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Burke Lakefront Airport is the subject of yet another study aiming to determine its worth—as an airport or site for future development
The city announced Monday that it's embarking on another study to determine the future of Burke Lakefront Airport. The question being whether Cleveland should stand by its current operation, which has seen yearly decreases in takeoffs and landings, or attempt to close it and use the 445 acres for something else.
Running through August and costing $115,000, it will be orchestrated by Econsult Solutions, Inc.
, a consultant based in Philadelphia. This study, a kind of partner to the city's other study commissioned in 2021 with a $205,946 price tag, make good on a campaign promise by Mayor Justin Bibb to evaluate Burke's potential.
The best way to find Burke's best use, Chief of Integrated Development Jeff Epstein said, was to tip toe into a long look at the small airport, which opened in 1947.
The city's goal "is to arm the administration and the mayor with some defensible analyses based on the best assumptions we can make now about conditions of the land," Epstein told Cleveland.com
Monday, "and the market, without spending hundreds of thousands of dollars on due diligence. We are intentionally not trying to get too far in the weeds," he added, "with the specifics of what may be feasible."
Epstein, along with Burke Operator Joel Woods, did not respond to requests for comment. Moreover, most of the phone numbers on Burke's website
, including for managers like Woods and Burke's 12 tenants
, are disconnected.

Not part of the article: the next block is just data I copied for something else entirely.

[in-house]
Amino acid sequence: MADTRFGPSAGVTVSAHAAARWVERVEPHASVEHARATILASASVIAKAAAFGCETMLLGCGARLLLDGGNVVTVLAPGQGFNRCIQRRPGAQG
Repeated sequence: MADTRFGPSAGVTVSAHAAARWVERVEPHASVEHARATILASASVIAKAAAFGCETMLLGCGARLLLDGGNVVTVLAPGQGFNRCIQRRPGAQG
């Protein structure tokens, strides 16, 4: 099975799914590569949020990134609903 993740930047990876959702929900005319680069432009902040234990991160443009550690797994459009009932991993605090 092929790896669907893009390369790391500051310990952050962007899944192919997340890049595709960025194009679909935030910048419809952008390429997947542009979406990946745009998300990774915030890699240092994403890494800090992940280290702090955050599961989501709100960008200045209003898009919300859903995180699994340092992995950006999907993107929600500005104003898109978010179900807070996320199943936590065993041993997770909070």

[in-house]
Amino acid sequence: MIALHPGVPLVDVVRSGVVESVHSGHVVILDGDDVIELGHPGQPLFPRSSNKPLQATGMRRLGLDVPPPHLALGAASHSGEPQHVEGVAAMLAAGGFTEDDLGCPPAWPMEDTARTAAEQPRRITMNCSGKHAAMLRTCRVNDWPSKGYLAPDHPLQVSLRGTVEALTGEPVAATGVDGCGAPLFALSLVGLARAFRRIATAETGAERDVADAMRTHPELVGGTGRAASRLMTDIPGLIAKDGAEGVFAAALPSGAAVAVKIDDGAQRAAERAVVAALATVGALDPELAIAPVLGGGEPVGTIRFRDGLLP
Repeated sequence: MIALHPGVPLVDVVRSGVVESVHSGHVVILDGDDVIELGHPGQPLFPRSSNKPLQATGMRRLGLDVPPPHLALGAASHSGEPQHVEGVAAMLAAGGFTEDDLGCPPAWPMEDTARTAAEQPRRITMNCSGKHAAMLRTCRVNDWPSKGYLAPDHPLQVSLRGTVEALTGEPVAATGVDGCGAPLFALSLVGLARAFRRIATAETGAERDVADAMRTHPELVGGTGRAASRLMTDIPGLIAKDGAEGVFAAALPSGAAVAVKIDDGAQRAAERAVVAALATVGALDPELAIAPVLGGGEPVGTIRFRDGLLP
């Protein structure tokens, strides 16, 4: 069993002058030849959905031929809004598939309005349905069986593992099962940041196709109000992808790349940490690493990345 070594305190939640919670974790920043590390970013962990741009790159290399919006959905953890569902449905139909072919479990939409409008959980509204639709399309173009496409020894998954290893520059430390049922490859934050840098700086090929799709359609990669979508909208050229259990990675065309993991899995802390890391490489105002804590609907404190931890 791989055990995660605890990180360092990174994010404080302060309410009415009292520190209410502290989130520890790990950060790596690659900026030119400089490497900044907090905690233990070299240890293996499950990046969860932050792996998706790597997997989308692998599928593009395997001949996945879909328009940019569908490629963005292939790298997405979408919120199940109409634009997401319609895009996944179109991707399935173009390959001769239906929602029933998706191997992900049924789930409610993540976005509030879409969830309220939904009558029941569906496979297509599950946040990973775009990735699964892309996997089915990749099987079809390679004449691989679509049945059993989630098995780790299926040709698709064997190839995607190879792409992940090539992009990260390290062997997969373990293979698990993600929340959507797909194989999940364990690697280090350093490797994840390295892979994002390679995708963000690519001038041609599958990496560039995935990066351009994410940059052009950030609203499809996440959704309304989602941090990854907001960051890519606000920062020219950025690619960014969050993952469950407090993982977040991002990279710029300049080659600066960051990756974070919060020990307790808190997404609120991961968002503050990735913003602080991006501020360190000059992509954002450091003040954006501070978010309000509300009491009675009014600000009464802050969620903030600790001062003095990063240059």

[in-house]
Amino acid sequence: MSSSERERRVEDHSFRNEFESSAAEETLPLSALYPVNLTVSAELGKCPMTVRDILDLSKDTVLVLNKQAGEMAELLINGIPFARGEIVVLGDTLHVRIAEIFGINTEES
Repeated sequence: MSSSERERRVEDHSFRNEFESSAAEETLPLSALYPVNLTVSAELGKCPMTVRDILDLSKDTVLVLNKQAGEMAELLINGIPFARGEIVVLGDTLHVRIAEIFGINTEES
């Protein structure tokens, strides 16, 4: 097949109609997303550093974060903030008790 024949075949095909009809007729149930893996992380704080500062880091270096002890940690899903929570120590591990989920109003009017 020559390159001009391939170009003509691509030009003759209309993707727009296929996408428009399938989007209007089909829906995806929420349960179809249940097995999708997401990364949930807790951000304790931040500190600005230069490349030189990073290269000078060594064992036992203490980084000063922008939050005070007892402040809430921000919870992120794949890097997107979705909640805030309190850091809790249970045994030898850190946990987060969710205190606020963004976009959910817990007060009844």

With a recent report from the Downtown Cleveland Alliance suggesting that Downtown's population could surpass 29,000 by 2032, it's likely Burke's reuse as petri dish for new housing, mixed-use development, or a park, could help the city reach that number sooner. And join the parade of potentially landscape-changing projects in various stages of planning around the city center, including the potential lakefront development that would create a land bridge to connect downtown to the lakefront nearby.
At 445 acres, Burke accounts for a fourth of Downtown's land.
The question of what to do with it has lingered since the late 1980s, when Burke's future was being reconsidered: Are those 445 acres even usable? After all, anecdotal evidence suggests that Burke's hard-surface runaway blankets heaps of ancient waste—car parts, washing machines, Cuyahoga River sediment — down below, which might make certain construction projects untenable.
"If you walked out behind my office, and started to dig, you'd come to trash," Kim Dell, director of the Cleveland National Air Show, told Cleveland.com last April
. "I don't know what's under here, and I don't know if you want to disturb that." (Bell didn't respond to a call from Scene for comment.)
If the city does decide to close Burke, it will most likely do so for an economic boost. Last year, the airport, which mostly services private business shuttles and medical emergency flights, operated at a deficit of some $640,000. Flights over the decades reflect this downward trend: from 2000 to 2021, Burke's traffic plunged 60 percent, from 100,321 takeoffs and landings to a meager 40,296.
The city said the analysis, along with an accompanying Airport Layout Plan, is due to the Federal Aviation Administration by the end of 2023.
As we and others have noted before, even once a city decides it wants to close an airport, it takes a fair amount of lobbying to the FAA and time afterward to actually close the doors.
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